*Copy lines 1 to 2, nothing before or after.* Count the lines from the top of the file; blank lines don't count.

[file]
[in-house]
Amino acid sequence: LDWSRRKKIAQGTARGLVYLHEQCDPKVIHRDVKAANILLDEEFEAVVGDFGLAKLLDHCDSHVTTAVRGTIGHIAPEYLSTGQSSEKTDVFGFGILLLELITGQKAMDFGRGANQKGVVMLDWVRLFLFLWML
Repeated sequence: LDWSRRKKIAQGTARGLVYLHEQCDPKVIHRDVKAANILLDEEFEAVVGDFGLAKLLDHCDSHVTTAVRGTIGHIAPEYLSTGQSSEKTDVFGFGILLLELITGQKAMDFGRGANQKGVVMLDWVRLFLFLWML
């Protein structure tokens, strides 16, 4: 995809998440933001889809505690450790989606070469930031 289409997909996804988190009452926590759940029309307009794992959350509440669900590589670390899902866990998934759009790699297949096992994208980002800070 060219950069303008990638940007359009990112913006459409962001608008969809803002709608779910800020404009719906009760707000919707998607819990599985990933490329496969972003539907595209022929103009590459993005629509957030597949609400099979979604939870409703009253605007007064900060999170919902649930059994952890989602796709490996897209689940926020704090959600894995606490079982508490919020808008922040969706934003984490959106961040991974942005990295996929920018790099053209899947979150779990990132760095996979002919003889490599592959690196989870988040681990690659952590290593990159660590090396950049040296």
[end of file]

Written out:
[in-house]
Amino acid sequence: LDWSRRKKIAQGTARGLVYLHEQCDPKVIHRDVKAANILLDEEFEAVVGDFGLAKLLDHCDSHVTTAVRGTIGHIAPEYLSTGQSSEKTDVFGFGILLLELITGQKAMDFGRGANQKGVVMLDWVRLFLFLWML